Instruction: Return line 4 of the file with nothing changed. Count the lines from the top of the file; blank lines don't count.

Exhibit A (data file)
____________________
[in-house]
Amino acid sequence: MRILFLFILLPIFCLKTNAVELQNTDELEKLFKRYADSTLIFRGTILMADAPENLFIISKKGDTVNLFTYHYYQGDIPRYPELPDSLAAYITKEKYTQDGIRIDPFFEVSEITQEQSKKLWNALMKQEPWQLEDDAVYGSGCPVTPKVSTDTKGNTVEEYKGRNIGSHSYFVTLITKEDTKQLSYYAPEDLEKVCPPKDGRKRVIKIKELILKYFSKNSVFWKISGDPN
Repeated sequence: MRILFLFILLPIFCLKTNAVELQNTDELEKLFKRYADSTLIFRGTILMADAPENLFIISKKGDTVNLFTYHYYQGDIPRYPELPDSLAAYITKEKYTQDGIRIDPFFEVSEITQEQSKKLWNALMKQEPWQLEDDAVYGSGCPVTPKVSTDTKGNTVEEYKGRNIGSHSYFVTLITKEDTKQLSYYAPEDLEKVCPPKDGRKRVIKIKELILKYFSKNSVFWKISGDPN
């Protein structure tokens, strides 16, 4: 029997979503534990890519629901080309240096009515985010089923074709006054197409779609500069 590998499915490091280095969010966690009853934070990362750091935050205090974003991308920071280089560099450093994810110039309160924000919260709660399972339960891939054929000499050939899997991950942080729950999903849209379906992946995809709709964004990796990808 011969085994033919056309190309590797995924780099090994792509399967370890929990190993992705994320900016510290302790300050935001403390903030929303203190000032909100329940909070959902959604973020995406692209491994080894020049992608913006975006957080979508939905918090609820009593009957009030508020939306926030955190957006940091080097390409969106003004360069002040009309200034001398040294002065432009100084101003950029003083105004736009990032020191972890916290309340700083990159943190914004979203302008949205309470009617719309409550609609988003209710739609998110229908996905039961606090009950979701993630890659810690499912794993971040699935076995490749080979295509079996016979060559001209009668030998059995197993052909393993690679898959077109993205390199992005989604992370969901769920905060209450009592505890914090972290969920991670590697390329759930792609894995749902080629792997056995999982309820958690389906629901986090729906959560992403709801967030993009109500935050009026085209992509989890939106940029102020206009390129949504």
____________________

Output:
């Protein structure tokens, strides 16, 4: 029997979503534990890519629901080309240096009515985010089923074709006054197409779609500069 590998499915490091280095969010966690009853934070990362750091935050205090974003991308920071280089560099450093994810110039309160924000919260709660399972339960891939054929000499050939899997991950942080729950999903849209379906992946995809709709964004990796990808 011969085994033919056309190309590797995924780099090994792509399967370890929990190993992705994320900016510290302790300050935001403390903030929303203190000032909100329940909070959902959604973020995406692209491994080894020049992608913006975006957080979508939905918090609820009593009957009030508020939306926030955190957006940091080097390409969106003004360069002040009309200034001398040294002065432009100084101003950029003083105004736009990032020191972890916290309340700083990159943190914004979203302008949205309470009617719309409550609609988003209710739609998110229908996905039961606090009950979701993630890659810690499912794993971040699935076995490749080979295509079996016979060559001209009668030998059995197993052909393993690679898959077109993205390199992005989604992370969901769920905060209450009592505890914090972290969920991670590697390329759930792609894995749902080629792997056995999982309820958690389906629901986090729906959560992403709801967030993009109500935050009026085209992509989890939106940029102020206009390129949504």